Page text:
Enlightened by Her Love
Shawnette J. Baum



So many of us take for granted our lifestyles and the abundance of technology that we have grown accustomed to. That is why I must tell you about a fabulous woman that I have been given the pleasure to know and love. I say pleasure because this woman is full of life, understanding encouragement, and love. She is my mom's mother, my Grandma Uhelski. Her name is Marjorie, and she has always been an enlightening, caring, compassionate, and thrilling grandmother. Grandma only stands five feet tall, but still has the spirit of a giant. She may be tiny, but she can out step, out run, and out swim me. She is not the typical rocking-chair grandma; Marjorie loves life and knows how to live it.

Grandma has gray hair now, but when she was young she had ravishing auburn hair that had its own glossy shine. My grandpa said that he couldn't keep his hands off it. Grandma was the type of woman with a wonderful personality, an innocent smile, and a body to die for. She is still a great looking woman. She takes good care of herself and even bought herself a tanner to keep her skin golden brown. She will never grow old gracefully--without putting up a good fight. I can always tell when Marjorie walks into a room by the smell of her White Shoulders perfume or by the sound of the way she always hums.

As I speak with my grandma I am given a enlightened vision of how her life started out. I never knew that much about her life before she was my grandma. She was born January 11, 1929, and she was the seventh child out of nine in her family. Grandma was born in Flint, Michigan, and was raised there. Grandma's family didn't have a lot of money, but they never went without the things that they needed. There was no TV when she was growing up, so she spent her evenings listening to stories that were told on the radio. Grandma didn't have a TV until 1950, after she was grown. Going without a TV to me is not even comprehendible, but grandma adapted and said that there were always things to do to keep her busy. She spent her days during the summer working in the family garden. Her family grew most of their own food because they were so poor. When she wasn't working she was tending to her younger siblings or hanging out with some neighborhood friends.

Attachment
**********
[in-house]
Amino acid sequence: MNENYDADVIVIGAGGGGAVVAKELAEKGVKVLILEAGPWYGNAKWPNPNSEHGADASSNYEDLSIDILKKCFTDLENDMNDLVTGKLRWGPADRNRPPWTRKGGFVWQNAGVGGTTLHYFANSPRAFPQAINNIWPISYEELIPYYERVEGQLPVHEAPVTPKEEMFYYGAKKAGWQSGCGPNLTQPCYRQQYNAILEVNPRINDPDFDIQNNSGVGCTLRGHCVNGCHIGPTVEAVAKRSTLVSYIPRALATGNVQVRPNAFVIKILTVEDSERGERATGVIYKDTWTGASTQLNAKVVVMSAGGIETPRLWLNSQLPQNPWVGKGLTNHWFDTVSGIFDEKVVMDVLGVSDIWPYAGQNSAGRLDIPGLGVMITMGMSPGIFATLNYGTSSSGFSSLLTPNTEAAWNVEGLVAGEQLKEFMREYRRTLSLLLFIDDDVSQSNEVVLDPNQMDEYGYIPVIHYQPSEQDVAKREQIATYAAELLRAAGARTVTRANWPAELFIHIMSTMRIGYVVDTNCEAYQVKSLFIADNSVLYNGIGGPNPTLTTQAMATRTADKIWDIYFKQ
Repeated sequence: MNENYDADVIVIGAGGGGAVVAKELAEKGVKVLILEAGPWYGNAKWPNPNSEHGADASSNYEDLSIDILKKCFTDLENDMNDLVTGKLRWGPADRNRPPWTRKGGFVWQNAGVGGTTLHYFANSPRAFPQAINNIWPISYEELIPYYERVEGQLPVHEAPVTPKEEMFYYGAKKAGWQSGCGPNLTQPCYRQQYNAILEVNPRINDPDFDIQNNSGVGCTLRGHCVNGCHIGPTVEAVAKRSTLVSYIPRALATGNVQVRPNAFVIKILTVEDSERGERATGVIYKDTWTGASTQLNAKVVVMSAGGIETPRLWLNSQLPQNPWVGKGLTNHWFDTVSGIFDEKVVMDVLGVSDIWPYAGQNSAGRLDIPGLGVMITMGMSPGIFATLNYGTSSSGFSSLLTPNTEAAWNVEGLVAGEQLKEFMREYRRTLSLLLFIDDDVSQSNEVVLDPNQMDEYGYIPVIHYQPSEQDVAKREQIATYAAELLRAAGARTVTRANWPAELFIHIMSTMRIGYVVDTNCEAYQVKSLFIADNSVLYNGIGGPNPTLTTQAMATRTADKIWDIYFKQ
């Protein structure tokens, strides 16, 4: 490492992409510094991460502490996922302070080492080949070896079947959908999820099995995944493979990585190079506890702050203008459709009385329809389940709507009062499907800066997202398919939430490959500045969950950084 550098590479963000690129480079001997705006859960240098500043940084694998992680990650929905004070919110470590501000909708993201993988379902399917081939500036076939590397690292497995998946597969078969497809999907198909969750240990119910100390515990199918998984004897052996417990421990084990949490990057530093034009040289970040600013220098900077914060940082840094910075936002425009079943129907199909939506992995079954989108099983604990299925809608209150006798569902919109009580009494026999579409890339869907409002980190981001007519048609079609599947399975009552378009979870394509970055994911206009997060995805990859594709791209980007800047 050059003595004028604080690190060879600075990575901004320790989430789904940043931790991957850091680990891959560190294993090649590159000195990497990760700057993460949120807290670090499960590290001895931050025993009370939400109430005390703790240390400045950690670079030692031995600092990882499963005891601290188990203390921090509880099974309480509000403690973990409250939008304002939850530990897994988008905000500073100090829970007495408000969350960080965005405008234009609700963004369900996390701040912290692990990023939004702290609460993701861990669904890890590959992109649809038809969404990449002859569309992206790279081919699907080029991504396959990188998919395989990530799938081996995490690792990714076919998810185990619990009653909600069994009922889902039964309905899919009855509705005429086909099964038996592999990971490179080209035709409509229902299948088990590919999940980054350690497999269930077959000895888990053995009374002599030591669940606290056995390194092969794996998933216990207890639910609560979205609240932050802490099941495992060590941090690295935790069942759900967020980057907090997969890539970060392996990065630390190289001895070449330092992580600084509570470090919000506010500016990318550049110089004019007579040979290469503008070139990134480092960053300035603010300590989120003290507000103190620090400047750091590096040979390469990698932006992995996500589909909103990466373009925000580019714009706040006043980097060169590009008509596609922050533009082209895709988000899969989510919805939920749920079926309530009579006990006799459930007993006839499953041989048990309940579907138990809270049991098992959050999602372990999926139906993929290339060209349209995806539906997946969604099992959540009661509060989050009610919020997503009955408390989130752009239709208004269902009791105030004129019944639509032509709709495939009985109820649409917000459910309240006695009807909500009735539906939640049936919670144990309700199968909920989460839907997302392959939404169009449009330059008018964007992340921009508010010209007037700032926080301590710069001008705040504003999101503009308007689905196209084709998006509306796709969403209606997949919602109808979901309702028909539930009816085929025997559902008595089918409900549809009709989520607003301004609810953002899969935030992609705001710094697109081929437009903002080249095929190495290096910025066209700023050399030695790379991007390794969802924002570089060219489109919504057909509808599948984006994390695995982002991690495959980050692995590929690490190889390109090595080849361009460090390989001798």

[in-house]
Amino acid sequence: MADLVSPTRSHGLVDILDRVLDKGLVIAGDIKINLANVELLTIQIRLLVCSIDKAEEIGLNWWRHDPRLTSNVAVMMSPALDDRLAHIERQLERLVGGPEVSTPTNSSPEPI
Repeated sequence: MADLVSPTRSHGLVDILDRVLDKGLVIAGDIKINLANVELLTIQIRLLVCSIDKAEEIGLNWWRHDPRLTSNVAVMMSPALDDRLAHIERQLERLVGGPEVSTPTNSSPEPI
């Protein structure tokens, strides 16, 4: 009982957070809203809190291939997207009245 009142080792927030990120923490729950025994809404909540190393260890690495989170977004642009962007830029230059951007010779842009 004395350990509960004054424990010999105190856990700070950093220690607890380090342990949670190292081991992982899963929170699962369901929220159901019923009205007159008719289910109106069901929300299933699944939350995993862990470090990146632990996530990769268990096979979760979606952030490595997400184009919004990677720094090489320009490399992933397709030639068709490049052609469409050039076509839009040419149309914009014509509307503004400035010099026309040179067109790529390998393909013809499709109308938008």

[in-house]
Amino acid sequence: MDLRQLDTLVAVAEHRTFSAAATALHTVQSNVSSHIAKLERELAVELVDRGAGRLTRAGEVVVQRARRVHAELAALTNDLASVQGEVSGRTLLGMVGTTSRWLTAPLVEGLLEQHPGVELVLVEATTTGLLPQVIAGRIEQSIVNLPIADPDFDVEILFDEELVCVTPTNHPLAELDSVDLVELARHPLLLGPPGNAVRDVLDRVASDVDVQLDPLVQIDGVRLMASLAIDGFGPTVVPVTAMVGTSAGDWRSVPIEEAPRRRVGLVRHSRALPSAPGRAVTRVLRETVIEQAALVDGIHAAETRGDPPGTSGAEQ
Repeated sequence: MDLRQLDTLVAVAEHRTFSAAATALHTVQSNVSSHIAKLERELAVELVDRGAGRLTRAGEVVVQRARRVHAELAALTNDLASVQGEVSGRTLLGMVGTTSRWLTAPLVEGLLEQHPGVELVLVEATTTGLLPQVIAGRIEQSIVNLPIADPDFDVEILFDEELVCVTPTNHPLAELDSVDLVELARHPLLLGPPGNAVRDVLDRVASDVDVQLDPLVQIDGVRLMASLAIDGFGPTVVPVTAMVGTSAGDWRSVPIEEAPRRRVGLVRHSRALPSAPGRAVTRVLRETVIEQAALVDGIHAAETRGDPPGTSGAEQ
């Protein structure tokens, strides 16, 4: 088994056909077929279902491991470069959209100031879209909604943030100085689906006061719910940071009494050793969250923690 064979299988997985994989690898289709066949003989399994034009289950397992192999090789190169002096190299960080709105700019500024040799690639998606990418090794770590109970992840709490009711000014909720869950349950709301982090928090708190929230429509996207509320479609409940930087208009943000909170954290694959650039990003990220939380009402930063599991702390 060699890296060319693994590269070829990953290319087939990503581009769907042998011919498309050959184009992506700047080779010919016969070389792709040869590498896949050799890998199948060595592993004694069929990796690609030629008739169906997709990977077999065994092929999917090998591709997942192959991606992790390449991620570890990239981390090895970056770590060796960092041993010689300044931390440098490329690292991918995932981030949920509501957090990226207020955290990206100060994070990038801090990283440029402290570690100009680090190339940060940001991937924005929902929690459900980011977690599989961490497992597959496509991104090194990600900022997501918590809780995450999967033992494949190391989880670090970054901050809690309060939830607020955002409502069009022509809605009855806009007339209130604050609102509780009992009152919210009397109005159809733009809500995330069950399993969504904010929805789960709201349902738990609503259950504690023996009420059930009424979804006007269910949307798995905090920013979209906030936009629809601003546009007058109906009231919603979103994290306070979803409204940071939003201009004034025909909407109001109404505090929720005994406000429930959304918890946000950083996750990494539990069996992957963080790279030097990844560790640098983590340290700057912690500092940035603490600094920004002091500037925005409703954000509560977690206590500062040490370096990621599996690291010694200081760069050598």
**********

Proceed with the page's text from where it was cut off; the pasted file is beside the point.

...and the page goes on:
Grandma got to experience life when horse and buggy was the way of travel. She said if you were a family with money you would drive a car. Even then, she said, it was quicker to take a horse because the cars were much slower then. Her family didn't get their first car until her late teenage years. She got to witness changes in train travel as well as air travel.


Grandma told me that she didn't have the pleasure of wearing new clothes like I have always been granted. She had to wear handed-down clothes from her older sisters. My grandma lived through the Depression, and she told me that she had stamps for different things like gas, food, clothes and she could only buy the things that she had a stamp for. According to grandma, many people during that time traded their stamps for t he things that they needed more. She said that she couldn't purchase nylons during this time, so she had to use a cream similar to face foundation on her legs.

Her father was part of the sit-down strike in Flint, Michigan, which brought in the unions. Grandma said that the jobs back then belonged to the men. Women were meant to stay home and tend to the house and children. She was one of the first women to work for General Motors, where she built army parts such as ammo during World War II. She enjoyed her job and took pride in being able and also good at a man's job.


Grandma is an amazingly strong woman. She worked hard her whole life away from home as well as at home. She had five children of her own. She loved her life then--and she loves her life now. According to grandma, "Things just aren't so complicated, technology wise anyways," she said. “But it was still much easier raising children then, than now. In a family, God used to be the most important part. Now people almost sound embarrassed to say the name Jesus. Prayer was common in the schools, now there are guns. I love the new way of life, but there are some things like loving God that should have never been taken out of the way people live,” she stated.

My grandmother has seen many changes and has enlightened me by giving me a more vivid view on how life used to be. I thought I knew my grandma quite well, but this interview made me realize how little I truly knew. It is an honor to be part of her life, and I know that I am blessed to have been enlightened by her love and her life.

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